That's quite the leap of logic.
Latin sēmen has been traced back to the reconstructed Indo-European word *séh₁mn̥, which is a combination of seh₁- ("to sow") and the suffix -mn̥ which creates nouns from verbs. It's basically the equivalent of if you were to create the word "sowment" nowadays. By the time Hebrew and Greek were coming into regular contact, this word had diverged enough that in Ancient Greek it was ἧμᾰ hêma.
Moving on to Hebrew: the word for oil in the East Semitic language Akkadian was šamnu (š = sh), clearly cognate. In Arabic, سمين sameen means "fat" (the adjective). The word for "oil" comes from زيت zayt, "olive". In Ugaritic, Punic and Aramaic, šmn is "oil", "fat", and "butter". The fact that words related to "fat" and "oil" from the same root appear in so many Semitic languages suggests they all trace back to a Proto-Semitic root šmn. Given all this, I think it's fairly conclusive that there is no connection between Latin sēmen and Hebrew שמן.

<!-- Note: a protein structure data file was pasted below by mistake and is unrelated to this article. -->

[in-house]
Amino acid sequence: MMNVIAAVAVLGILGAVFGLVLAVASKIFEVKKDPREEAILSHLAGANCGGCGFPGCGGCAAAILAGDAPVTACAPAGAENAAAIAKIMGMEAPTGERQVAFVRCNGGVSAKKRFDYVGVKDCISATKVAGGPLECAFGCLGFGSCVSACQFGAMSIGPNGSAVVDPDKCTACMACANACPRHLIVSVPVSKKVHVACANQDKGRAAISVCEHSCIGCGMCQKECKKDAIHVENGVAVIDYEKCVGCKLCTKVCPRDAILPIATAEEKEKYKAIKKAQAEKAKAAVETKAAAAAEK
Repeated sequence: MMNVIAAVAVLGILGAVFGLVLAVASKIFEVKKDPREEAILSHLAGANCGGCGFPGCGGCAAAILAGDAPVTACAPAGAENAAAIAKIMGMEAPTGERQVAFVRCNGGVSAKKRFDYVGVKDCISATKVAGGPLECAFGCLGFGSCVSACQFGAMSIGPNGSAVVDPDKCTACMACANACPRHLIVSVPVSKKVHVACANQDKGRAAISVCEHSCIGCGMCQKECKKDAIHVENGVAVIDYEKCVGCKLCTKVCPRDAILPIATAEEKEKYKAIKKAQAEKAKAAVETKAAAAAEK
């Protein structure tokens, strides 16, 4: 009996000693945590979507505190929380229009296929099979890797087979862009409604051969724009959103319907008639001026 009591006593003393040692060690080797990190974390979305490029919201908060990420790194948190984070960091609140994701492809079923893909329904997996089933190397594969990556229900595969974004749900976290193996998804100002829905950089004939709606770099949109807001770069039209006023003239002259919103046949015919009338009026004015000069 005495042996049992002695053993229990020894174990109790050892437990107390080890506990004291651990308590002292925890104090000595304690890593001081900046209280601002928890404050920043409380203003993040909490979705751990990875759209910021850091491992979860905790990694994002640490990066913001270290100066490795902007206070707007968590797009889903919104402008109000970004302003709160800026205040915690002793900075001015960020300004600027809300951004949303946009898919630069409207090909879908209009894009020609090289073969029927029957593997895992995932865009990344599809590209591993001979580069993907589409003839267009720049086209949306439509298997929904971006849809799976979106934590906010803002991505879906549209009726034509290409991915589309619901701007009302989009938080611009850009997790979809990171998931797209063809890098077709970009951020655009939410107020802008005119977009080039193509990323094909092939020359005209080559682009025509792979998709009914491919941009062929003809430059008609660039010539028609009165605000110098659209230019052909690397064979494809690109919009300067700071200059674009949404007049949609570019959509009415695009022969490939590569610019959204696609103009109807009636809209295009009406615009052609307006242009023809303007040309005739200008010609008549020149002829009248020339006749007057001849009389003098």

"Same" is the word most representative for the family of meanings. "To sum" is related to "sowing together" and it implies the growth (fattening) of a multitude s well likeness (one can only sum things that are same). The mental faculty of grouping things that are alike is "summing up into a category the things that share same trates". This group will be a category of things that will give its name to the same. And name is "shem". Groups of beings of the same genetic filiation will be "same seed". Thus "semen" is indeed related to summing up beings and giving them the same name - they are created from same seed. Oil mostly comes from plant seeds. When applied to a surface, it has the property of "staying the same" as opposed to water that readily evaporates. For this reason it can be used to mark things (sometimes to make them dirty: shame on you!)
I heard "an lo" rather than "anee lo". Even listened to it after answering and the pronunciation is messed up.